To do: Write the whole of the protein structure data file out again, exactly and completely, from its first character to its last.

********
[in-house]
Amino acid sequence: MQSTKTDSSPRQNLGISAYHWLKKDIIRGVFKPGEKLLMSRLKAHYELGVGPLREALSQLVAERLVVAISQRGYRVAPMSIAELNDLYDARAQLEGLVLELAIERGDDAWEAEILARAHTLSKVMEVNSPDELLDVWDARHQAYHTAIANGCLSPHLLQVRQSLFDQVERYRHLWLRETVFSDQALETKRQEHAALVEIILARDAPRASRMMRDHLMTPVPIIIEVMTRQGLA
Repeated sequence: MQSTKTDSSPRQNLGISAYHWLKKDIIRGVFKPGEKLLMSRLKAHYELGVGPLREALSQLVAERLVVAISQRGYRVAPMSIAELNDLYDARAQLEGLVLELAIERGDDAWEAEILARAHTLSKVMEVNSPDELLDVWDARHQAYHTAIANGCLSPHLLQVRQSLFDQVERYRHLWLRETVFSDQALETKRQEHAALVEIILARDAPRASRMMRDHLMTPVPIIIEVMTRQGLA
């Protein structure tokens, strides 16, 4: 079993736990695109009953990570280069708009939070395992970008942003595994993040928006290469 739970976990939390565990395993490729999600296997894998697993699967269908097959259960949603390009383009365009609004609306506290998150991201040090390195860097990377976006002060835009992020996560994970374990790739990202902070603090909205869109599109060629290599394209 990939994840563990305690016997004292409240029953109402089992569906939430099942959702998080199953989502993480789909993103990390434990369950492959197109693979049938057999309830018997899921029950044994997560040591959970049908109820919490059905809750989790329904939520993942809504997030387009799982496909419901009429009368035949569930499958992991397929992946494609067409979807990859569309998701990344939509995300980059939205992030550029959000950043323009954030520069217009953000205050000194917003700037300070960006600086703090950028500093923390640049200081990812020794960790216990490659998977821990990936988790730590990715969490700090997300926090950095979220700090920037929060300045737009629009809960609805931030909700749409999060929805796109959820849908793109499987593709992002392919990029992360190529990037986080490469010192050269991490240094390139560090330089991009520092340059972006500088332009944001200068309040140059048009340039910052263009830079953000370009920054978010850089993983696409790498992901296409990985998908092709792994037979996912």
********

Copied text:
[in-house]
Amino acid sequence: MQSTKTDSSPRQNLGISAYHWLKKDIIRGVFKPGEKLLMSRLKAHYELGVGPLREALSQLVAERLVVAISQRGYRVAPMSIAELNDLYDARAQLEGLVLELAIERGDDAWEAEILARAHTLSKVMEVNSPDELLDVWDARHQAYHTAIANGCLSPHLLQVRQSLFDQVERYRHLWLRETVFSDQALETKRQEHAALVEIILARDAPRASRMMRDHLMTPVPIIIEVMTRQGLA
Repeated sequence: MQSTKTDSSPRQNLGISAYHWLKKDIIRGVFKPGEKLLMSRLKAHYELGVGPLREALSQLVAERLVVAISQRGYRVAPMSIAELNDLYDARAQLEGLVLELAIERGDDAWEAEILARAHTLSKVMEVNSPDELLDVWDARHQAYHTAIANGCLSPHLLQVRQSLFDQVERYRHLWLRETVFSDQALETKRQEHAALVEIILARDAPRASRMMRDHLMTPVPIIIEVMTRQGLA
């Protein structure tokens, strides 16, 4: 079993736990695109009953990570280069708009939070395992970008942003595994993040928006290469 739970976990939390565990395993490729999600296997894998697993699967269908097959259960949603390009383009365009609004609306506290998150991201040090390195860097990377976006002060835009992020996560994970374990790739990202902070603090909205869109599109060629290599394209 990939994840563990305690016997004292409240029953109402089992569906939430099942959702998080199953989502993480789909993103990390434990369950492959197109693979049938057999309830018997899921029950044994997560040591959970049908109820919490059905809750989790329904939520993942809504997030387009799982496909419901009429009368035949569930499958992991397929992946494609067409979807990859569309998701990344939509995300980059939205992030550029959000950043323009954030520069217009953000205050000194917003700037300070960006600086703090950028500093923390640049200081990812020794960790216990490659998977821990990936988790730590990715969490700090997300926090950095979220700090920037929060300045737009629009809960609805931030909700749409999060929805796109959820849908793109499987593709992002392919990029992360190529990037986080490469010192050269991490240094390139560090330089991009520092340059972006500088332009944001200068309040140059048009340039910052263009830079953000370009920054978010850089993983696409790498992901296409990985998908092709792994037979996912």